This is what Australia desires many of its responsibilities on Manus to return to, the one place, they have a deep-seated, personal, yet internationally recognised fear of. Their facilities encourage this. The manipulation of the environment at Manus; the deprivation of medical attention; the taking advantage of each Asylum Seeker’s fears are all features of the torture commonly found in military prisons, designed to “outrage upon personal dignity”, as the Convention on Torture calmly puts it.
Is this what the great Australians of past and present envisioned for their country? Is this how Australia treats its subjects? One must ask these questions of the current Liberal government in particular, for they implemented Operation Sovereign Borders to the full extent of its inhumanity, and of the previous Governments that set up the conditions for this monstrous plan.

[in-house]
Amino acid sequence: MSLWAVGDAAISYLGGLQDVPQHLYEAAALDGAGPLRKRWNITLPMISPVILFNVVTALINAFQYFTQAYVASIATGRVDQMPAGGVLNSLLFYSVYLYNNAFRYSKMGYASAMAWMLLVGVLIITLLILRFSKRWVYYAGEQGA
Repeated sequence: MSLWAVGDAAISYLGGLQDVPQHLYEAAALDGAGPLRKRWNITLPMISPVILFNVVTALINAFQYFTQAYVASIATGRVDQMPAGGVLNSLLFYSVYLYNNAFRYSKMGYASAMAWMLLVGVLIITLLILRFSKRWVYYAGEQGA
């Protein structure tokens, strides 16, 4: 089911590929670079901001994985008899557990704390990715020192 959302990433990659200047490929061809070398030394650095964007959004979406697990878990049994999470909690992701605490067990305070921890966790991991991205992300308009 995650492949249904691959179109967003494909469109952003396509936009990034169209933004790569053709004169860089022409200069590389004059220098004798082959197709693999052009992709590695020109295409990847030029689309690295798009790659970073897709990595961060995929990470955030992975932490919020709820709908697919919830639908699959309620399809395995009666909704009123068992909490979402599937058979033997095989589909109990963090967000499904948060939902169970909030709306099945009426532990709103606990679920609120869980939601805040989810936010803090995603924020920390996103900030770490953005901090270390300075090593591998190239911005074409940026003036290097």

A curtain of shame, made of the same cloth our Stolen Generation scheme, suffocates the great desire this nation has had for international justice. The Australian spirit that we have come to be so proud of can only survive if we see the dire consequences of our past mistakes, and emulate the righteous vigour of our highest achievers. For if we leave our great legacy as fighters for a better world to die, our government will continue to piss on its grave, as it does today.